Directed by: Richard Linklater
Starring: Ellar Coltrane, Patricia Arquette, Ethan Hawke, Elijah Smith
Despite remaining admirably fixed to his independent roots, Richard Linklater is a director constantly pushing the boundaries of his art form. The Before… series proved he had astonishing talents for organic storytelling, while A Scanner Darkly showed his remarkable fortitude when experimenting with different filmic techniques and technologies. Though even when set against these extraordinary standards, Linklater’s latest cinematic achievement sets the director apart from many of his peers through its sheer astronomical ambition.
Indeed, if one were determined to try and find fault with Boyhood, the only gripe would be the title, which feels like a disservice to the hard work of Linklater, his cast and crew. For though the film’s primary subject is young Mason Jr., who develops from innocent tike to intelligent adult over the course of 12 years, the film is more than just a simple story of childhood. It’s a tale of sisters, brothers, mothers & fathers, a reflection of adolescence and a time capsule of contemporary history. Though many films boldly claim to be slice-of-life dramas, Boyhood, without making any song and dance about it, truly is.
It speaks great volumes as to the power and success of Linklater’s experiment that from the moment Boyhood begins the director effortlessly pulls you in to his very real world, intelligently captivating you with scenes that could appear to be entirely mundane on the surface. It’s here that the root of the writer/director’s sublime storytelling abilities can be found. Opting for subtlety rather than sentiment, Linklater takes you on a real-life journey to the very heart of domestic life that’s sometimes blissful, but also wistful. That so much of it manages to be relatable is what makes the film so immediately immersive; routine conversations between parents and children are juxtaposed with astute observations about growth and maturity, with Mason guiding both the audience and himself through an everyday life that can be tough, daunting and unfair, but also fun, freeing and rewarding.
What’s makes the film so incredible though is that even without the time-lapse device, which hypnotically documents the changes within Mason, his life and his family, Boyhood would remain a raw and powerful piece of cinema. The key is Linklater’s restrained approach, sometimes documenting significant moments in the lives of Mason and his family and at other times content to sit and study the quieter times that a lesser film would deem to be superfluous. What it creates is an all-encompassing experience that’s propelled forward by an easily identifiable premise, which in turn commands an intrinsically poignant influence that cuts to your very core. Whenever Mason, his mother, his father, or his sister feel pain, so do you. Their moments of joy fill you with elation; their achievements make you proud. Never before has a film managed to so naturally grasp an audience’s emotions and so smoothly alter them.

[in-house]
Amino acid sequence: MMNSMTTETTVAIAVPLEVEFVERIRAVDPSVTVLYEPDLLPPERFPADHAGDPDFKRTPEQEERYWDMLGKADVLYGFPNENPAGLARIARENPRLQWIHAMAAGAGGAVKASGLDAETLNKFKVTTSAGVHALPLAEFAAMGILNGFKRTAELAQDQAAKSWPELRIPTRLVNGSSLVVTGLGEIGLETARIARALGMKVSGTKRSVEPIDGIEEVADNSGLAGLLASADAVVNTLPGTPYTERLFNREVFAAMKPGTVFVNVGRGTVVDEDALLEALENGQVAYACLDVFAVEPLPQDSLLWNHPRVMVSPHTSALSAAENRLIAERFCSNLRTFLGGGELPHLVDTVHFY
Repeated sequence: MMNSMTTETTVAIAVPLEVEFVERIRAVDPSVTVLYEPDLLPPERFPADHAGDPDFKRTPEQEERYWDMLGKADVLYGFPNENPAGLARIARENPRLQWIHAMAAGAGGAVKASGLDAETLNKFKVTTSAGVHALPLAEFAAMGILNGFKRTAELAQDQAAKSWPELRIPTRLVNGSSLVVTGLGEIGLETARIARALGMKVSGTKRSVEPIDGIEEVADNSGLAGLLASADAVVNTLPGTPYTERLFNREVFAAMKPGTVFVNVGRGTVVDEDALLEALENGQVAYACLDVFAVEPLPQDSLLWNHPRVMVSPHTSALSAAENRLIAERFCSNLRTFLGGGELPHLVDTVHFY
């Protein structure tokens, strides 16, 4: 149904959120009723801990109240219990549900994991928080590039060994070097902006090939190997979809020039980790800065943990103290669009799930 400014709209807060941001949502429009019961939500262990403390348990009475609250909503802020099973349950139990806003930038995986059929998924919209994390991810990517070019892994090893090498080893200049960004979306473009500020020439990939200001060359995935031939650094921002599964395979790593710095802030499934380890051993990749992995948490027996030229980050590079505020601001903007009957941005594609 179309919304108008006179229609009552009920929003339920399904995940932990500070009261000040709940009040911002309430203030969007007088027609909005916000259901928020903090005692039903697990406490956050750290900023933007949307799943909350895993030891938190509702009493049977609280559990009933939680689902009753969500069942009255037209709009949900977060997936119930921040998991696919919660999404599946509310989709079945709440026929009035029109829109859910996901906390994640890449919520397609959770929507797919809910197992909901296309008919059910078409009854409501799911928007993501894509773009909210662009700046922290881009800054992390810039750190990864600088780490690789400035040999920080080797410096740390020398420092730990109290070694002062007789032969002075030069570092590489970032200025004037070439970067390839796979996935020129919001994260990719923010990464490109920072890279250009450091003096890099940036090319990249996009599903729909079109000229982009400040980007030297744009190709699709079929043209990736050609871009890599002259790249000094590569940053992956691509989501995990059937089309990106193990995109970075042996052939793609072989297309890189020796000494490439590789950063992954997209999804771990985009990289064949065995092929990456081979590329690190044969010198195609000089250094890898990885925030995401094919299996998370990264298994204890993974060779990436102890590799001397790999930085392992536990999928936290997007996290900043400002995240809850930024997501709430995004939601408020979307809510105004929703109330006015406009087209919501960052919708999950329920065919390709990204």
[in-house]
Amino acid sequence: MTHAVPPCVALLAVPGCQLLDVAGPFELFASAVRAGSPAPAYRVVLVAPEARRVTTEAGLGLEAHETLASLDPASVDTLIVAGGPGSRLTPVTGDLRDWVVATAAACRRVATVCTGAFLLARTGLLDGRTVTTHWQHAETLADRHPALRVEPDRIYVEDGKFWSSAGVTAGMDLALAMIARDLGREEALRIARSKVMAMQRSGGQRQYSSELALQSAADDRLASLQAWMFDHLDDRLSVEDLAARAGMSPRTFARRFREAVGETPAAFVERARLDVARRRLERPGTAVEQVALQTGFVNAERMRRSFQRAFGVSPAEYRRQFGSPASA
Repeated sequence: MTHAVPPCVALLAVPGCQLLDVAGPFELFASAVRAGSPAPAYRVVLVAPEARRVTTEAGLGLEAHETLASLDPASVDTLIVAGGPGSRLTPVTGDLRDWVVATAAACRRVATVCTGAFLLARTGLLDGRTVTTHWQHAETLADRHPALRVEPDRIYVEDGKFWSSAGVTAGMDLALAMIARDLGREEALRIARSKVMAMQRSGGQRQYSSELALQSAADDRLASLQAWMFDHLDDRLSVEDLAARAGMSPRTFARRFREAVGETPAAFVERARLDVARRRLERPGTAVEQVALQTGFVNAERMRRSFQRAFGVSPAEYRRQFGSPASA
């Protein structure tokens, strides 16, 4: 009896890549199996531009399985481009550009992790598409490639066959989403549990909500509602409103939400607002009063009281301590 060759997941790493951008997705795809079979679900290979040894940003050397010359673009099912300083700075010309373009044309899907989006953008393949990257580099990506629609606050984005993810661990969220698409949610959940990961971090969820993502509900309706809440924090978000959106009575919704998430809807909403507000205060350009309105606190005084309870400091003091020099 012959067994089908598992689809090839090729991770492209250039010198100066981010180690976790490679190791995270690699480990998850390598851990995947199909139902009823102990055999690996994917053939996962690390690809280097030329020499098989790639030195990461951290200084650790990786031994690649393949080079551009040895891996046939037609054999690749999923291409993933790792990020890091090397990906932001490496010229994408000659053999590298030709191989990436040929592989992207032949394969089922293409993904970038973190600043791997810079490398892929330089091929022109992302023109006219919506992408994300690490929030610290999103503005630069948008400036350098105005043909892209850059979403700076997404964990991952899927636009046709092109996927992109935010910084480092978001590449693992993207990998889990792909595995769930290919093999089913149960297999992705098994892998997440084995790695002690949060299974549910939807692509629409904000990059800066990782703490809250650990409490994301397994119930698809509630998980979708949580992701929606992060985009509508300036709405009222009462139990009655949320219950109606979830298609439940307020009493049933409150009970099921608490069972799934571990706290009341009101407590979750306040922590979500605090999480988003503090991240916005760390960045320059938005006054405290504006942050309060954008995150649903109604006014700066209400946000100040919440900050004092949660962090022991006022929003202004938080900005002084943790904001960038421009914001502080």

Driving this all-consuming tale are the sensational performances from the charismatic cast. Watching the unknown Ellar Coltrane literally grow-up before your very eyes is moving in itself, but his performance is so naturalistically assured that you soon find yourself failing to notice his changes in appearance because you’re so transfixed on his actions and movements. The same can be said of Linklater’s daughter Lorelei, who equally commands the screen as Mason’s slightly older sister Samantha; herself wrestling with the trials, tribulations and jubilations of early life.
However, the real depth of the director’s vision comes from the parents, brought to life by Patricia Arquette and Ethan Hawke. Arquette, in particular, is exquisite. She powerfully embodies the struggles of being a single parent with an understated conviction that’s haunting, heartbreaking and never theatrical. Her final scene is a meticulously built tour-de-force of emotion, which magnificently succeeds in never coming close to the realms of melodrama. Hawke meanwhile, shines through as the eminently likeable yet devastatingly unreliable father. Mason Senior is quite possibly the pinnacle of this remarkable tale, going on his own journey of self-discovery; starting out as a lost boy with a muddled mindset, before becoming a responsible adult grounded by the family that surround him.
The bulk of the applause must be reserved for Linklater himself though; it’s his groundbreaking vision that makes the film truly unique. As a piece of filmmaking, it triumphs in detailing not only the growth of is subjects, but also the changes in our society. Culture, technology and politics are all touched upon in scenes that are brief, but effective. When viewed as a whole though, Boyhood is a once-in-a-lifetime piece of cinema, which not only tells a story, but carves a slice of history and both thoughtfully and lovingly tests the boundaries of its medium.
It is no understatement to say that Boyhood is unlike anything else you will see at the cinema this year. Simultaneously it’s a tale of childhood, an observation on adolescence, a parable about family, an ode to maturity, a salute to parents, a celebration of society, an odyssey of emotion, an achievement in filmmaking and a love letter to cinema… or, put simply, it’s a film by Richard Linklater.